Hyperpigmentation

Hyperpigmentation is one of those conditions that can appear from out of nowhere – one day you’re relaxing in the sun, and the next you’ve got dark spots of every shape and size. But whether you’re battling melasma, sun damage or dark spots left behind from an injury, understanding the condition – its triggers and aggravators – is ultimately the key to preventing pigmentation.

Hyperpig­mentation is an increase of melanin, the pigment that gives skin its natural colour is overproduced in certain areas. This can be caused by both internal and external factors. Internal factors such as hormones, stress, nutrition, medical treatments and any other factor that changes the body’s natural regulatory functions can all result in excessive pigmentation on the skin. External factors are caused by the environment and include exposure to harsh weather conditions, sun exposure and physical touching/ rubbing of the skin, which can all cause hyperpig­mentation.  And so there are many different forms of hyperpigmentation, but for the most part, they can be divided into three categories:

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  • Hormonal - Melsma causes large areas of discolouration of the face typically during pregnancy (known as the mask of pregnancy) or hormonal pills like birth control.  This condition normally resolves itself once oestrogen levels have been rectified.  However, it can take anywhere from a couple of months to a few years to fade entirely.
  • Post-Inflammatory hyperpigmentation (PIH) - causes dark spots when an injury has caused the skin to become inflamed, this can be due to acne, psoriasis, eczema or other inflammatory conditions.  As the inflammation subsides and the injury begins to heal, the skin can overproduce too much melanin, resulting in the discolouration.  PIH if untreated will show improvements from three months to three years.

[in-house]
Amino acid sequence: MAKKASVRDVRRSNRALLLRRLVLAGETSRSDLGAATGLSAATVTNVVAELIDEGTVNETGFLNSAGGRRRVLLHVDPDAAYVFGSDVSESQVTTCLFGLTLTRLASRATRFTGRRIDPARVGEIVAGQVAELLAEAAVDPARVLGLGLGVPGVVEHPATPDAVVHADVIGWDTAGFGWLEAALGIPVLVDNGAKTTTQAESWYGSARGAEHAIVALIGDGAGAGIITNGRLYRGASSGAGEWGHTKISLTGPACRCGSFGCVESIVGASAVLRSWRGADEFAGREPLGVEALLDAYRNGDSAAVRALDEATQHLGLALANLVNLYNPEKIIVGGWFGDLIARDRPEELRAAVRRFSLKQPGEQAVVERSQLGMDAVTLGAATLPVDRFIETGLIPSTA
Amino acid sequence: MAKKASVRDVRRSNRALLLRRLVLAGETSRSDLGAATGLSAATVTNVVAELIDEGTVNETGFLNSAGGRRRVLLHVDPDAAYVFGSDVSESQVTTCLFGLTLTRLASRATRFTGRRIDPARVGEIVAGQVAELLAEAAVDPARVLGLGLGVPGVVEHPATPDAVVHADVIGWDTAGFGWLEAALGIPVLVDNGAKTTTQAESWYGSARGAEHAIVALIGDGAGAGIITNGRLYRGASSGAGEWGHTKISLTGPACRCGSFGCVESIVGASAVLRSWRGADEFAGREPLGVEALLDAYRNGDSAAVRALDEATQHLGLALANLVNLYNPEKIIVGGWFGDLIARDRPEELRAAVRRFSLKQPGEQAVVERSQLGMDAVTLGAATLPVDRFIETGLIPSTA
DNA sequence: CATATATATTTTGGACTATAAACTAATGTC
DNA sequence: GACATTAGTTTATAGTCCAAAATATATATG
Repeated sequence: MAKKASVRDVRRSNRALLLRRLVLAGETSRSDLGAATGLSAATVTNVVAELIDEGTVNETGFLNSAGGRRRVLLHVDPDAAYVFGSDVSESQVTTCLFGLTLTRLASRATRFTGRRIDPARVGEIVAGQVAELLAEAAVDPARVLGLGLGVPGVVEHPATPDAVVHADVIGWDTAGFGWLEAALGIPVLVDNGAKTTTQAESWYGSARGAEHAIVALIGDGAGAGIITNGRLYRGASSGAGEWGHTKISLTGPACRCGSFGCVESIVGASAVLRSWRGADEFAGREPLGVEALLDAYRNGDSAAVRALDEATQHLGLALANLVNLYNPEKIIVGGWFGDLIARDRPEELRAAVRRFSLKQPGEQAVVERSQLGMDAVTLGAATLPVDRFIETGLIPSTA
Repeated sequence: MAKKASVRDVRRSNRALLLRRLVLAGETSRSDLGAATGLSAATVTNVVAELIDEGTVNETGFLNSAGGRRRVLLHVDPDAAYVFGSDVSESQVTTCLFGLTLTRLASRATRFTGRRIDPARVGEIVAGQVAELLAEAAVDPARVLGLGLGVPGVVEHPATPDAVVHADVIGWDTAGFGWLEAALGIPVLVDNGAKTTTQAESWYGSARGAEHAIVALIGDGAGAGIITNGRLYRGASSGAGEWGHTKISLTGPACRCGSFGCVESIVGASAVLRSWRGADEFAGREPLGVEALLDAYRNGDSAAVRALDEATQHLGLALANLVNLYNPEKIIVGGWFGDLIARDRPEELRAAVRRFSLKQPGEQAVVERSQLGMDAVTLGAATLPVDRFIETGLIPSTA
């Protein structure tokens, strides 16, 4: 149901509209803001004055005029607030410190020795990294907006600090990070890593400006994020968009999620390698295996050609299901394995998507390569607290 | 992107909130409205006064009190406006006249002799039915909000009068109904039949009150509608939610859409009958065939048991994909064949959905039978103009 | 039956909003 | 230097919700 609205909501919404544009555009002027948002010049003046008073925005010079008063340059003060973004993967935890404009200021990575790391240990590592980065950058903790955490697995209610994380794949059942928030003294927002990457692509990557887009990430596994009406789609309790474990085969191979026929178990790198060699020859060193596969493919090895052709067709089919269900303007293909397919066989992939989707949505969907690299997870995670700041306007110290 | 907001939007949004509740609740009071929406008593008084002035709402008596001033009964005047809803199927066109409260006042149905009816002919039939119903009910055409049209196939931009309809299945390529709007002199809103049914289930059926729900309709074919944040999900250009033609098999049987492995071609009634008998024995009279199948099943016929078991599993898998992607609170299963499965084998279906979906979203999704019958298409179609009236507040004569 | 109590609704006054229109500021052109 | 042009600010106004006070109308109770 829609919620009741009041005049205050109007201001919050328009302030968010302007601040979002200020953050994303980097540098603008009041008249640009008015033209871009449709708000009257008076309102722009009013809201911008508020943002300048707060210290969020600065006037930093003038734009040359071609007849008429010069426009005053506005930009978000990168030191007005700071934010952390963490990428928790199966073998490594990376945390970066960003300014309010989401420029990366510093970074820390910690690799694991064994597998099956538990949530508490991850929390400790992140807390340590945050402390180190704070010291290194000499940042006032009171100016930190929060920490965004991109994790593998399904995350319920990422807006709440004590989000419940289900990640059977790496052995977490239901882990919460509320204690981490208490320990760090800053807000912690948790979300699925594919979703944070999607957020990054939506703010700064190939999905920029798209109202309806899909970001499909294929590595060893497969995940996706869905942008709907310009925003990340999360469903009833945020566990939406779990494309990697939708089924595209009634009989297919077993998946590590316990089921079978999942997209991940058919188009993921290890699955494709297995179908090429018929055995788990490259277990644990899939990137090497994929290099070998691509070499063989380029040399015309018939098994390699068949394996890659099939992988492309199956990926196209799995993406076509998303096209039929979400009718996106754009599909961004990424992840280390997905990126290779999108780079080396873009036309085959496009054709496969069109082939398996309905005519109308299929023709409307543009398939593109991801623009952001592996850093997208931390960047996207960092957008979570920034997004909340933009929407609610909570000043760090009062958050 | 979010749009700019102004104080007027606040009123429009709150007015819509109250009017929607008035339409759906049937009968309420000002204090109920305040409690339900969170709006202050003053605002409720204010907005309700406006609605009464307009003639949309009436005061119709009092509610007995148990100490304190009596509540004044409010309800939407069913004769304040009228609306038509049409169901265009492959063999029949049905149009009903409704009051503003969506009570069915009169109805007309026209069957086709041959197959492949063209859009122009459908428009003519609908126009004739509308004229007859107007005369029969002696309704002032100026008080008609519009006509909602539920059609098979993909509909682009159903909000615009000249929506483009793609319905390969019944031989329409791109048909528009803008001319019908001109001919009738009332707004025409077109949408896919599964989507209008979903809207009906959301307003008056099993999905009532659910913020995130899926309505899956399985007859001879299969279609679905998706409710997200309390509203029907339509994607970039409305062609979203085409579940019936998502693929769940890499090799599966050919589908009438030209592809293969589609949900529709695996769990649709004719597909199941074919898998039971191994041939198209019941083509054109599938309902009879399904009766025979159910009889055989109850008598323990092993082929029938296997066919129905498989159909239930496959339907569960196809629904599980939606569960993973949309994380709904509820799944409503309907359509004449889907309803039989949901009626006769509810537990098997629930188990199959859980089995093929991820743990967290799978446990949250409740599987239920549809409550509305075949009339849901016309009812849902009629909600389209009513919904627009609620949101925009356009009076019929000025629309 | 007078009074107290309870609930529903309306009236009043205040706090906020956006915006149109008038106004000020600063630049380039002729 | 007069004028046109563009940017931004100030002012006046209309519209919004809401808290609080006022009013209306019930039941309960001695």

• Sun-induced - Sun damage one of the most common forms for hyperpigmentation, consisting of freckling and dark spots of the skin due to sun overexposure. Anyone can be affected at any point in their lives.  Oftentimes you will find that sun damaged accumulated in the 20s can start to surface in the 30s or 40s, which is why it’s essential to use sunscreen every day from an early age.

With all that said, how can you prevent hyperpigmentation you ask?  Well if all cases of hyperpigmentation are worsened by sun exposure, proper suncare is crucial.  Applying a daily sunscreen with an SPF of 30 or above is the best way to keep pigmentation at bay.  Protective clothing such as hats and sunglasses should also be worn to enhance protection.  For those who are prone to some form of skin inflammation, it’s important not to pick at the skin.

For optimal results, follow an at-home anti-hyperpig­mentation regimen treatment. This should include an exfoliating cleanser, serums for pigment correcting and brightening the face, retinol cream/serum, a sunscreen of 30+. Plus include professional in salon chemical skin peel treatments, every 4/6 weeks.

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Photography: Claire Graham | Maud Simon 

Louise has been within the medical aesthetic industry for 10 years, specialising in Laser and skincare as well as having an advanced knowledge in skin products.

Louise’s knowledge and passion for all result driven treatments as well as makeup, have lead to her being featured in numerous editorial material throughout her career.